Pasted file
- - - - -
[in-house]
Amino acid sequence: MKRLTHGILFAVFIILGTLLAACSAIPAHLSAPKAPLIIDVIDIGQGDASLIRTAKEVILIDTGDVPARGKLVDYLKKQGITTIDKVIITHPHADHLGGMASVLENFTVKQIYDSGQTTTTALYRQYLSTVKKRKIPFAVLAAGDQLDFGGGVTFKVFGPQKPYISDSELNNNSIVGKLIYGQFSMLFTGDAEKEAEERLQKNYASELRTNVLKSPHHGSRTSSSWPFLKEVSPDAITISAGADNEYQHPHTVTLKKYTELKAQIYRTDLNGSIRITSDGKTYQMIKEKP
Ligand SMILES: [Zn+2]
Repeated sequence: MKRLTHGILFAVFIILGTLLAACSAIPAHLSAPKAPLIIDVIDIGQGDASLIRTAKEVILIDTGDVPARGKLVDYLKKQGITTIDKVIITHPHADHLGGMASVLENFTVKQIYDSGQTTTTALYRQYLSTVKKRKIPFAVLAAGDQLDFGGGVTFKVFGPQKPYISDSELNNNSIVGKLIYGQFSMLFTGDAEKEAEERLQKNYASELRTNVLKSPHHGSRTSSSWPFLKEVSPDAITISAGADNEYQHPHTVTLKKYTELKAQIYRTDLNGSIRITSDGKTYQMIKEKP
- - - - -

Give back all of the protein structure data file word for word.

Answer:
[in-house]
Amino acid sequence: MKRLTHGILFAVFIILGTLLAACSAIPAHLSAPKAPLIIDVIDIGQGDASLIRTAKEVILIDTGDVPARGKLVDYLKKQGITTIDKVIITHPHADHLGGMASVLENFTVKQIYDSGQTTTTALYRQYLSTVKKRKIPFAVLAAGDQLDFGGGVTFKVFGPQKPYISDSELNNNSIVGKLIYGQFSMLFTGDAEKEAEERLQKNYASELRTNVLKSPHHGSRTSSSWPFLKEVSPDAITISAGADNEYQHPHTVTLKKYTELKAQIYRTDLNGSIRITSDGKTYQMIKEKP
Ligand SMILES: [Zn+2]
Repeated sequence: MKRLTHGILFAVFIILGTLLAACSAIPAHLSAPKAPLIIDVIDIGQGDASLIRTAKEVILIDTGDVPARGKLVDYLKKQGITTIDKVIITHPHADHLGGMASVLENFTVKQIYDSGQTTTTALYRQYLSTVKKRKIPFAVLAAGDQLDFGGGVTFKVFGPQKPYISDSELNNNSIVGKLIYGQFSMLFTGDAEKEAEERLQKNYASELRTNVLKSPHHGSRTSSSWPFLKEVSPDAITISAGADNEYQHPHTVTLKKYTELKAQIYRTDLNGSIRITSDGKTYQMIKEKP